Discussion and conclusions

Malignant mesothelioma is a highly aggressive tumor arising from mesothelial cells lining the pleura, peritoneum, and pericardium. The prognosis differs among histological subtypes, and epithelioid mesothelioma contains several morphological subtypes that also have some impact on prognosis [4, 5]. Adenomatoid mesothelioma is usually classified as an architectural subtype of epithelioid mesothelioma. It can histologically mimic adenomatoid tumors and is sometimes difficult to distinguish from others [3]. We report herein a case of peritoneal adenomatoid mesothelioma originating in the diaphragm. There are several reports of pleural adenomatoid mesothelioma, but adenomatoid mesothelioma of peritoneal origin is extremely rare. To the best of our knowledge, this is the first report of peritoneal adenomatoid mesothelioma localized to the diaphragm.

In the present patient, we made the final pathological diagnosis of localized adenomatoid mesothelioma based on histochemical and immunohistochemical analyses and genetic profiling. Based on the tumor growth rate and enhancement pattern on contrast-enhanced CT, we first suspected an SFT. However, immunohistochemical staining was negative for CD34 and STAT6, ruling out the possibility of SFTs. Metastasis of lung adenocarcinoma was also ruled out based on the immunohistochemical staining patterns for positive mesothelial and negative epithelial markers (positive for CK5/6 and calretinin and negative for CEA and TTF-1). The tumor was thought to be an adenomatoid tumor or adenomatoid mesothelioma. Several reports indicate that adenomatoid tumors are defined by TRAF7 mutation; therefore, we examined TRAF7 hot-spot mutations, including codons 519, 521, 538, 561, and 577, using Sanger sequencing [6, 7]. TRAF7 mutations were not detected. Homozygous deletion of 9p21 and hemizygous deletion of NF2, which are characteristics of pleural mesothelioma, was also not detected by FISH. However, the frequency of these genetic alterations in peritoneal mesothelioma is reported to be less than that of pleural mesothelioma, which led to the final diagnosis of adenomatoid mesothelioma [8]. In addition to a pathological examination, a genetic approach may be necessary and useful for distinguishing adenomatoid mesothelioma from adenomatoid tumors.

We conducted a literature search of the PubMed database to understand the current status of adenomatoid mesothelioma in the abdominal cavity. We came across six cases, including our case, that reported an “adenomatoid mesothelioma” (Table 1) [9,10,11,12,13]. There was one man and five women, and none had a history of asbestos exposure. The sites of tumor origin included the uterus (n = 1), testis (n = 1), liver (n = 1), and peritoneum (n = 4), and multiple tumors were observed in patient 5. Recurrence was not observed in five out of six patients, but Mori et al. reported a recurrent case after curative resection (patient 5) [13]. We should also conduct a careful follow-up with our patient, although the optimal follow-up strategy has not been well established. Through a literature search, we found that there were patients in whom it was difficult to distinguish between adenomatoid tumors and adenomatoid mesothelioma. For instance, several reports mentioned adenomatoid mesothelioma as a “benign tumor.” However, considering that adenomatoid mesothelioma is categorized as a subtype of epithelial mesothelioma in the latest World Health Organization classification, it should be treated as a malignant tumor. In addition, there are several reports of adenomatoid tumors invading the surrounding organs. Adenomatoid tumors are classified as benign; therefore, these patients may need to be recategorized according to the current classification. It is necessary to clearly define adenomatoid mesothelioma not only from the viewpoint of morphology but also from the viewpoint of mutational status, such as TRAF7 mutation and immunostaining findings, which would enable us to examine the clinical characteristics of adenomatoid mesothelioma.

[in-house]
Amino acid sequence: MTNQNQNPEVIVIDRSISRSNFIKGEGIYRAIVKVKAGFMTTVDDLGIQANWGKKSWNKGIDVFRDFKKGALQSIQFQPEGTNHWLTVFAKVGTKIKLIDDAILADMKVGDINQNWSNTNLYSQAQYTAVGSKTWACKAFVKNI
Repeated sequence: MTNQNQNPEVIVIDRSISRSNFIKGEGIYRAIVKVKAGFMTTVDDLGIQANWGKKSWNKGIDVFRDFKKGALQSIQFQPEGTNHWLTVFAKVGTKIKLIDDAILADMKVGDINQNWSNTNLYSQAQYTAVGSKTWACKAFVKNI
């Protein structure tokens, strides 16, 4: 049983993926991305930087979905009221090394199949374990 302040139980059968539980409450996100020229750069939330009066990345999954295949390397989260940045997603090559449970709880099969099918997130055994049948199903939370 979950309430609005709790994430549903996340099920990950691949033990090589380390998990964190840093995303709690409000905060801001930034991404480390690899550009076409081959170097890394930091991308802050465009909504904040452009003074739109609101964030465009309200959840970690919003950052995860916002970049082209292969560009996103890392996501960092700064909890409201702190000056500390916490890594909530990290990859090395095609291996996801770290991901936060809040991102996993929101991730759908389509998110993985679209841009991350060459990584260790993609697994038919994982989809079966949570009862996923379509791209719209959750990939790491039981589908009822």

Table 1 Reported cases of adenomatoid mesothelioma in the abdominal cavity

In conclusion, we encountered a case of adenomatoid mesothelioma of peritoneal origin. It is important to accumulate and share such experiences, which may lead to better characterization of this disease.

Availability of data and materials

Not applicable.

Abbreviations

CT:

Computed tomography

US:

Ultrasonography

SFT:

Solitary fibrous tumor

FISH:

Fluorescence in situ hybridization

CEA:

Carcinoembryonic antigen

TTF-1:

Thyroid transcription factor-1

CD34:

Cluster of differentiation 34

STAT6:

Signal transducer and activator of transcription 6

TRAF7 :

TNF receptor associated factor 7

CK 5/6:

Cytokeratin 5/6

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Contributions

KKa and HS collected and interpreted the patient data, performed the literature review, and wrote the manuscript. AK executed the pathological analysis and defined the diagnosis. HS, TY, and TFujiwara edited the manuscript. RY, KYa, YU, KYo, TF, KKu, KT, and MK treated and observed the patient. TY and TFujiwara supervised the whole writing process and every clinical conclusion. All authors read and approved the final manuscript.

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Correspondence to Hiroki Sato.

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Kawabe, K., Sato, H., Kitano, A. et al. Adenomatoid mesothelioma arising from the diaphragm: a case report and review of the literature. J Med Case Reports 16, 228 (2022). https://doi.org/10.1186/s13256-022-03420-9

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Keywords

  • Adenomatoid mesothelioma
  • Adenomatoid tumor
  • Mesothelial tumor
  • Diaphragm
  • Peritoneal